It is very often that I have to do video motion tracking for interactive video campaign in my daily work.
Click here to see the motion tracking demo (give it a bit of time to fully load).
What I’m doing in this demo is drawing a video in a canvas, and using the corner pin tracking data to draw an image on top of the video.
I made 2 different videos, you can switch between them using the “switch video” button.
In the first video, I get the current video frame number by calculation (current time by video fps). And in the second video, I get the frame number using a different technique that is know to be quite accurate when we do it in Flash, I call that a binary counter.
The idea behind the binary counter is to export the video with some white and black rectangle that describe graphically the real frame number of the video. We’ve been using this technique in Flash for a while in the advertising industry, and Zeh Fernando talked about it last year.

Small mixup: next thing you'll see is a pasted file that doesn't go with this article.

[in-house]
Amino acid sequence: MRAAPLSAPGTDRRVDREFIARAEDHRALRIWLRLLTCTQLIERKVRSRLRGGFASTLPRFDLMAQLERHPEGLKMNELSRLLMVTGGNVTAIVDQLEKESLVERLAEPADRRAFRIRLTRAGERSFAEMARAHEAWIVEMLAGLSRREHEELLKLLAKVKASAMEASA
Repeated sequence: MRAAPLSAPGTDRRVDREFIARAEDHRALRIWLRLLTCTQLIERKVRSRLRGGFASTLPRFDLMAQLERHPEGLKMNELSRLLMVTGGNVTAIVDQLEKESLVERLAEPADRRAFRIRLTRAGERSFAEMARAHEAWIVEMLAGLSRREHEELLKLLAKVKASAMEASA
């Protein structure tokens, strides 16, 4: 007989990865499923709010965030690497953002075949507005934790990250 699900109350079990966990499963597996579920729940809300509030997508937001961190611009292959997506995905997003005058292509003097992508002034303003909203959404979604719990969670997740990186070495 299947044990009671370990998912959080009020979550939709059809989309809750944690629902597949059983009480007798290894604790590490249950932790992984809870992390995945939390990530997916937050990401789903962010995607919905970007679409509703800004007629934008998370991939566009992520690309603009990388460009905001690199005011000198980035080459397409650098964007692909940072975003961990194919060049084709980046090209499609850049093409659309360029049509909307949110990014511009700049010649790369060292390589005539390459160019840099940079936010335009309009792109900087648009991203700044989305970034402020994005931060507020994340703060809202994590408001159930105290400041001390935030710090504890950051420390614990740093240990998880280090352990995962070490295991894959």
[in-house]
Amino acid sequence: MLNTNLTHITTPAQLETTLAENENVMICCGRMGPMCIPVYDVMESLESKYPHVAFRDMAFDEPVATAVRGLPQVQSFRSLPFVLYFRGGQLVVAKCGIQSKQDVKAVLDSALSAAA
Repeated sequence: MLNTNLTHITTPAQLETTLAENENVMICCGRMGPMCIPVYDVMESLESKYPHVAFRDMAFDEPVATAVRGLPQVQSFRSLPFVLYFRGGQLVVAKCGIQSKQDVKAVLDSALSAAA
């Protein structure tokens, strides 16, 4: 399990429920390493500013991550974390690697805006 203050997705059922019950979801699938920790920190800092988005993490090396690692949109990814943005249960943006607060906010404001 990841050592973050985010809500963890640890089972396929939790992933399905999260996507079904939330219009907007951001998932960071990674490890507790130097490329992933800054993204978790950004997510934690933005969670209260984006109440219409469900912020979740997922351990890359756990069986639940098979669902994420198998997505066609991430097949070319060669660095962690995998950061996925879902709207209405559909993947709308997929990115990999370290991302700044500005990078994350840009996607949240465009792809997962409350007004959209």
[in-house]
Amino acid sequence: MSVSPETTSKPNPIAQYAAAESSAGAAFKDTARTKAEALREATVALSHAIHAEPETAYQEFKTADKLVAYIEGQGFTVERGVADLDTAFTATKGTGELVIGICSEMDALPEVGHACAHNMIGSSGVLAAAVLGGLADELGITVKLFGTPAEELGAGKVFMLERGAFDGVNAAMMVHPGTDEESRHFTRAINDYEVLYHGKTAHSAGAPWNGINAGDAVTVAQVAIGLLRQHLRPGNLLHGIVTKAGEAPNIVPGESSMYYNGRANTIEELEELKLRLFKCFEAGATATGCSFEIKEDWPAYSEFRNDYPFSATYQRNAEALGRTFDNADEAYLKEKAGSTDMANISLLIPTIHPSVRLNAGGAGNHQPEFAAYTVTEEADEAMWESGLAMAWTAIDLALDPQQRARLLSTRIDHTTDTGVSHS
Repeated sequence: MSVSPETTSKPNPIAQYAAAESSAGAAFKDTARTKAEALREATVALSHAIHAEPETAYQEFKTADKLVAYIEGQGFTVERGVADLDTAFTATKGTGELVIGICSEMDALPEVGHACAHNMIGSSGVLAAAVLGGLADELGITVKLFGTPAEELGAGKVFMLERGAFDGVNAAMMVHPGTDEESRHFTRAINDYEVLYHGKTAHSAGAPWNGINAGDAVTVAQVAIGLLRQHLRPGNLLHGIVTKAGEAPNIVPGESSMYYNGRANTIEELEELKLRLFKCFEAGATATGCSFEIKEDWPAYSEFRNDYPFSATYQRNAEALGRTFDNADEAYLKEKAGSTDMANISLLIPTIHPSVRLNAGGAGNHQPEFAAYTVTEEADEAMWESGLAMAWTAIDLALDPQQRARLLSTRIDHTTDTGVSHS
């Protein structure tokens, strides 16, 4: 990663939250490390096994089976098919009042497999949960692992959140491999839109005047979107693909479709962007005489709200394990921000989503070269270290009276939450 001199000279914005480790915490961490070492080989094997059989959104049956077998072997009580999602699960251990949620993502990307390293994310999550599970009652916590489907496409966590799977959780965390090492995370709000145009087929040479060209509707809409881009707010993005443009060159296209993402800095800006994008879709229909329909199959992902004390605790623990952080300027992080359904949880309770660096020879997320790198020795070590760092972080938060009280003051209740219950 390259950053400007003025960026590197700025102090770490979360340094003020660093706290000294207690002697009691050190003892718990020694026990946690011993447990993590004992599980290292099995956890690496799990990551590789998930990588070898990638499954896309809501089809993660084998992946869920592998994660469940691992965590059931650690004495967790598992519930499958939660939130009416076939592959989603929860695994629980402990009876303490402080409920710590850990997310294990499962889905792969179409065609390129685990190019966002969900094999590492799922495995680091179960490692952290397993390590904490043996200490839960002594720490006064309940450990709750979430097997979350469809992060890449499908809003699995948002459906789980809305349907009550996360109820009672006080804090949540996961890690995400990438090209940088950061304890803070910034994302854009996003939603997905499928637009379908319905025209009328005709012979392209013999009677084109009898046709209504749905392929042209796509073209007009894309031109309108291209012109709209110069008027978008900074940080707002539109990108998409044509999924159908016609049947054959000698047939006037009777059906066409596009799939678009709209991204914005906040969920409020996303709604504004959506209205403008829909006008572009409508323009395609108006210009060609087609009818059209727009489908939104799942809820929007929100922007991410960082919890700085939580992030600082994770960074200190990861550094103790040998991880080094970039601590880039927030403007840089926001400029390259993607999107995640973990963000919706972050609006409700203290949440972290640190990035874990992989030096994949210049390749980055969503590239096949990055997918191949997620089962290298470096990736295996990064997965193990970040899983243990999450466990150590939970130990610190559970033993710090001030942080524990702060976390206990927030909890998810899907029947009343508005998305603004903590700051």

You can see the binary counter on the right border of the video. The code gets a pixel in each bit of the binary counter (16 bits), find out if the bit is white or black to get a 0 or 1 and calculate a number out of it.
While you might not see a difference between the two frame number calculations at first glance, seeking the video with the binary counter version (using the top-right blue control) will keep the image and the video “synchronised”. Pretty cool.
This version is not perfect compared to what we do in Flash, some frames still seem to be a bit “out”. I also couldn’t find a way to solve “pixel snapping drawing” in a canvas, in other words, being able to draw an image on half a pixel.
I just found out that what I call a binary counter is actually a VITC, which I didn’t know! Interesting!